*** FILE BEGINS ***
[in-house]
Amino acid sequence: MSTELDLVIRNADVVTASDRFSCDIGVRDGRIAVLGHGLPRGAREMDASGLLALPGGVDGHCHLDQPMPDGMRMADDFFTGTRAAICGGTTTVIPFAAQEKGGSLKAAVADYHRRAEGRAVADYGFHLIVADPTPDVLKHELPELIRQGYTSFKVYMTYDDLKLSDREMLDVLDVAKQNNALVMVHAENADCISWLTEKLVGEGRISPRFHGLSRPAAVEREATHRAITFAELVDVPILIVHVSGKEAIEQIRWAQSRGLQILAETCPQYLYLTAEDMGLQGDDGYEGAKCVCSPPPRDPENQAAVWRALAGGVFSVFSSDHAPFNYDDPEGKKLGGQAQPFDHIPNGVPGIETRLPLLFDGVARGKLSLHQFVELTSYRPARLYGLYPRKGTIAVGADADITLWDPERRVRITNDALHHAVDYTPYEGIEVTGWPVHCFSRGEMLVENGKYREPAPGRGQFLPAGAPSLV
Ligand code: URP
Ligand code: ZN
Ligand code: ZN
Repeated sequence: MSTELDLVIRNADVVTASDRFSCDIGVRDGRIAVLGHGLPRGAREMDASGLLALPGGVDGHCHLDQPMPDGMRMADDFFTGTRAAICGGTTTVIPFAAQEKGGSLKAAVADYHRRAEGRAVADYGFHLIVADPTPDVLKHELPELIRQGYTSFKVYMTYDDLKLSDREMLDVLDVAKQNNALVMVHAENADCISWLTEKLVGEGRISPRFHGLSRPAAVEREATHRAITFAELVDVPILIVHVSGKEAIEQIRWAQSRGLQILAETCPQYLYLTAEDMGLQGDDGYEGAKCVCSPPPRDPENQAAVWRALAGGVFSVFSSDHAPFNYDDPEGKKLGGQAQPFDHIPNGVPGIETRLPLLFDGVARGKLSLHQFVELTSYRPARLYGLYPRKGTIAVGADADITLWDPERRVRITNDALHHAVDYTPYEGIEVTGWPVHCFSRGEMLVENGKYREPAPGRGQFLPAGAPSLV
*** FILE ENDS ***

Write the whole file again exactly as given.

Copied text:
[in-house]
Amino acid sequence: MSTELDLVIRNADVVTASDRFSCDIGVRDGRIAVLGHGLPRGAREMDASGLLALPGGVDGHCHLDQPMPDGMRMADDFFTGTRAAICGGTTTVIPFAAQEKGGSLKAAVADYHRRAEGRAVADYGFHLIVADPTPDVLKHELPELIRQGYTSFKVYMTYDDLKLSDREMLDVLDVAKQNNALVMVHAENADCISWLTEKLVGEGRISPRFHGLSRPAAVEREATHRAITFAELVDVPILIVHVSGKEAIEQIRWAQSRGLQILAETCPQYLYLTAEDMGLQGDDGYEGAKCVCSPPPRDPENQAAVWRALAGGVFSVFSSDHAPFNYDDPEGKKLGGQAQPFDHIPNGVPGIETRLPLLFDGVARGKLSLHQFVELTSYRPARLYGLYPRKGTIAVGADADITLWDPERRVRITNDALHHAVDYTPYEGIEVTGWPVHCFSRGEMLVENGKYREPAPGRGQFLPAGAPSLV
Ligand code: URP
Ligand code: ZN
Ligand code: ZN
Repeated sequence: MSTELDLVIRNADVVTASDRFSCDIGVRDGRIAVLGHGLPRGAREMDASGLLALPGGVDGHCHLDQPMPDGMRMADDFFTGTRAAICGGTTTVIPFAAQEKGGSLKAAVADYHRRAEGRAVADYGFHLIVADPTPDVLKHELPELIRQGYTSFKVYMTYDDLKLSDREMLDVLDVAKQNNALVMVHAENADCISWLTEKLVGEGRISPRFHGLSRPAAVEREATHRAITFAELVDVPILIVHVSGKEAIEQIRWAQSRGLQILAETCPQYLYLTAEDMGLQGDDGYEGAKCVCSPPPRDPENQAAVWRALAGGVFSVFSSDHAPFNYDDPEGKKLGGQAQPFDHIPNGVPGIETRLPLLFDGVARGKLSLHQFVELTSYRPARLYGLYPRKGTIAVGADADITLWDPERRVRITNDALHHAVDYTPYEGIEVTGWPVHCFSRGEMLVENGKYREPAPGRGQFLPAGAPSLV